A Panorama presenter has been awarded £90,000 in damages following a libel battle with a media blog editor who claimed an investigation into allegations of antisemitism in the Labour Party was “rogue journalism”.
John Ware sued Paddy French, a retired TV producer and editor of the Press Gang blog, over claims that a BBC documentary – titled Is Labour Anti-Semitic? – “bent the truth to breaking point”.
A High Court judge ruled on Wednesday that Mr French “intentionally calculated to harm” Mr Ware in making accusations of “the utmost seriousness” to the detriment of the journalist’s reputation.
Mr Justice Julian Knowles said Mr French had “maliciously” tried to create “a myth, a false narrative” over the progress of the libel case, adding the blog editor had shown an attitude of “contempt” to proceedings.
The July 2019 Panorama broadcast featured interviews with a number of whistleblowers who worked in Labour’s governance and legal unit, who were responsible for investigating allegations of misconduct by party members.
In an article titled’ Is The BBC Anti-Labour?’, published in various forms, including the magazine website Coldtype, Mr French said the programme “presented just one side of the argument” and claimed it “ignored basic facts”.
The article was sent directly to more than 100 senior managers and journalists at the BBC, as well as employees of other media organisations, and was also handed out to BBC staff outside Broadcasting House in December 2019.
A different judge previously found the article was defamatory and that it meant Mr Ware “is a rogue journalist who had engaged in dirty tricks aimed at harming the Labour Party’s chances of winning the general election by authoring and presenting an edition of Panorama in which he presented a biased and knowingly false presentation of the extent and nature of antisemitism within the party, deliberately ignoring contrary evidence”.
Mr Ware told the court it was falsely alleged that he had “deliberately disseminated false information” and had been “unscrupulous and dishonest” as this was the “antithesis of everything he has stood for in his 50-odd years as a journalist”.
The journalist was “proud” of his and colleagues’ work on a “well-timed” production on “a matter of considerable public interest”, Mr Justice Julian Knowles said in his ruling.
Former Labour leader Jeremy Corbyn and others were given a right to reply to the programme, which featured statements from the party, Mr Ware told the judge.
Mr Ware said the allegations were “inherently serious and struck at the heart of my professional reputation as a journalist and caused, or were likely to cause, serious harm to my reputation both in terms of the general public and those on whom I am dependent for my professional livelihood”.
He said the BBC “does not produce programmes with the aim of harming any political party” nor tried to “fix elections”.
Mr French, whose efforts to crowdfund more than £90,000 for his case received support from film director Ken Loach and Pink Floyd co-founder Roger Waters, did not attend a trial.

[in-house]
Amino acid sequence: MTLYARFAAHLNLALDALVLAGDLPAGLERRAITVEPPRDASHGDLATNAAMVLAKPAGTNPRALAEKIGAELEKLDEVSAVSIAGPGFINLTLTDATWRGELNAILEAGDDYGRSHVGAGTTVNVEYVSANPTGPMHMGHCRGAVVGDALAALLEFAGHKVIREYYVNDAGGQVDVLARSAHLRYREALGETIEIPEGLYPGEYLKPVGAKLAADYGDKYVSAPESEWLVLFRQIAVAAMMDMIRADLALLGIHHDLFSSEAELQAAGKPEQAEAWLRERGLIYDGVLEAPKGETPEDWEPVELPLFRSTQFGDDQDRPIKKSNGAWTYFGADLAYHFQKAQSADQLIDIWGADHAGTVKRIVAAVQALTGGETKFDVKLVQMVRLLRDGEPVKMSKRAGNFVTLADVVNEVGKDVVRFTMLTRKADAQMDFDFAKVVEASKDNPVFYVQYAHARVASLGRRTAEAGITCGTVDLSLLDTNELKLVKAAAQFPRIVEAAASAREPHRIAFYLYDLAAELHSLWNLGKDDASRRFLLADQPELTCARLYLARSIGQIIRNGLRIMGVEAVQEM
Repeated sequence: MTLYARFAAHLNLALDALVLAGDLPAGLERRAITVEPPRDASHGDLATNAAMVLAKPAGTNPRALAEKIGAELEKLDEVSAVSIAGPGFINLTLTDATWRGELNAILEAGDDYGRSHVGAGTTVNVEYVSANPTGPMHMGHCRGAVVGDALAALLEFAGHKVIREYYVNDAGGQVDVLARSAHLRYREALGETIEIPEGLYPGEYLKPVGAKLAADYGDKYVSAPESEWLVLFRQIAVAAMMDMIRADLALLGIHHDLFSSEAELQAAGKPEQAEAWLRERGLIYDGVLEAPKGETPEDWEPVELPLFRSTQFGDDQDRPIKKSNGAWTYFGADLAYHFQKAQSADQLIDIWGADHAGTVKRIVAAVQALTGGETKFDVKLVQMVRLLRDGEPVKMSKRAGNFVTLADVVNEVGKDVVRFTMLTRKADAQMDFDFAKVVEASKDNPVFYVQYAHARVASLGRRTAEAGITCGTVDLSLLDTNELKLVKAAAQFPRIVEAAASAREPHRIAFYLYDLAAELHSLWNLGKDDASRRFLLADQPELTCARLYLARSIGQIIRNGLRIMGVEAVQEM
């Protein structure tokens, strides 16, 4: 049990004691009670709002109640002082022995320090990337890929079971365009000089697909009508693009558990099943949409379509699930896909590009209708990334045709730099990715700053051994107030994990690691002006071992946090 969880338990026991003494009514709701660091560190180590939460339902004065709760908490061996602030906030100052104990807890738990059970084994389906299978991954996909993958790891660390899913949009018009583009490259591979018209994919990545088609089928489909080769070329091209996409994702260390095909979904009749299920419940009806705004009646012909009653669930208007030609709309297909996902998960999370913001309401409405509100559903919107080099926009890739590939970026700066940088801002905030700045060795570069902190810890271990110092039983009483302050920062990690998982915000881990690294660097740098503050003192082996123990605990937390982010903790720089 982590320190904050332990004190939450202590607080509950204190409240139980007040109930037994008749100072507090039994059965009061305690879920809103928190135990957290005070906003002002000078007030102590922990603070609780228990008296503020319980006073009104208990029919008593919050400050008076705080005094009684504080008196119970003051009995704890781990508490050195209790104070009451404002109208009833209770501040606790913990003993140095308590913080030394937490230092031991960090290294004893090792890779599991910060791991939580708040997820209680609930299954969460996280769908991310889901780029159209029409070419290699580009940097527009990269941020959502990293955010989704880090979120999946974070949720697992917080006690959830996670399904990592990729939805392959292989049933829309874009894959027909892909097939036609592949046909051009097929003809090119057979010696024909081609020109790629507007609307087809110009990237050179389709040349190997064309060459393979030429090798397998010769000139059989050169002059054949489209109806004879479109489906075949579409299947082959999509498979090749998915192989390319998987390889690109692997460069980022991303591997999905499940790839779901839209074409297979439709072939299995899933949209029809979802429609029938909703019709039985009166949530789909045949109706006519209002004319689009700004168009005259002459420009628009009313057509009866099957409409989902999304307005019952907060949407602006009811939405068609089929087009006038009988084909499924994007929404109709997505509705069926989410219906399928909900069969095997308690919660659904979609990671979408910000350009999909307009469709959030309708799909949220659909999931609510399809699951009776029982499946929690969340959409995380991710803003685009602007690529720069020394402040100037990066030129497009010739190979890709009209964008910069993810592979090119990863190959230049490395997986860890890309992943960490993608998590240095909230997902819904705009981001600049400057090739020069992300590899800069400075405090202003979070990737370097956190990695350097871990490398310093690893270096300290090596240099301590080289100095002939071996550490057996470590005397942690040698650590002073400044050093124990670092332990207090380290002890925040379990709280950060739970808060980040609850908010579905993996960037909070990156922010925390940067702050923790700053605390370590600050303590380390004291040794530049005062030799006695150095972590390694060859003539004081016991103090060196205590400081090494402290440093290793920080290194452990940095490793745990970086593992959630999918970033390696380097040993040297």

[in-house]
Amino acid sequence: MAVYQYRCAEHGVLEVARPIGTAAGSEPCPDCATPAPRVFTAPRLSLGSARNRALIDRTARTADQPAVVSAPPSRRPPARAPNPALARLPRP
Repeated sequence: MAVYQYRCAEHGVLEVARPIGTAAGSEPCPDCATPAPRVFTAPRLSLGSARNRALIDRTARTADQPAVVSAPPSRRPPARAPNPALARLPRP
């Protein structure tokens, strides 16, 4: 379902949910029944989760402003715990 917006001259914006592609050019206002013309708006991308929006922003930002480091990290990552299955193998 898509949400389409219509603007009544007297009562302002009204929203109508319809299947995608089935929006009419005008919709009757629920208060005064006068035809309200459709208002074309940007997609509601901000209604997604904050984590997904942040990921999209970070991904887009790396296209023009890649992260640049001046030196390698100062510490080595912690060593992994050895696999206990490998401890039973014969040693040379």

He previously claimed his concern was about “the quality of the journalism” and alleged he was not permitted to defend his case in the way he wanted to, with the blog editor later withdrawing from the case.
But Mr Justice Julian Knowles said Mr French had “tried to paint a false narrative in the face of likely defeat”.
The judge said it appeared Mr French “never had the necessary evidence to prove that the allegations were true” and had “seriously exacerbated the damage” to Mr Ware by seeking to ensure any judgment may be seen as “unwarranted or unfair”.
“I have no hesitation in concluding that the article did cause, or was likely to cause, (Mr Ware) serious harm,” the judge concluded.
He said a reference in a pamphlet version of the article to Mr Ware’s former wife and current partner being Jewish, and his children being brought up in the faith, was “particularly distasteful”.
“No credible or reputable journalist could possibly have thought that (Mr Ware’s) family’s faith had any relevance to the accuracy, or otherwise, of the programme,” the judge said.
Mr Justice Julian Knowles said: “To accuse a lifelong professional journalist of being a ‘rogue’ journalist, who had acted dishonestly in order to further a political agenda, was an accusation of the utmost seriousness.
“As I remarked during the hearing, if a journalist loses his or her reputation for truthfulness, honesty and integrity, then their journalistic currency is effectively worthless.”
He awarded Mr Ware total damages of £90,000 and granted a permanent injunction prevent the defamatory article being published again by Mr French.
Last month, Mr Ware received an apology from Jewish Voice for Labour (JVL) over defamatory comments made in the wake of the Panorama broadcast.
In July 2020, Labour apologised and agreed to pay “substantial damages” to Mr Ware after it falsely accused him of “deliberate and malicious misrepresentations designed to mislead the public”.
In a statement after Wednesday’s ruling, Mr Ware said he was “pleased to be fully vindicated by the court”.
He added that he hoped the case sent a signal that “trenchant criticism is fine; attributing malign motives to arguments with which you passionately disagree isn’t”.
Mr French said in a statement he was “naturally disappointed” and claimed the case “raises serious questions about press freedom in Britain”.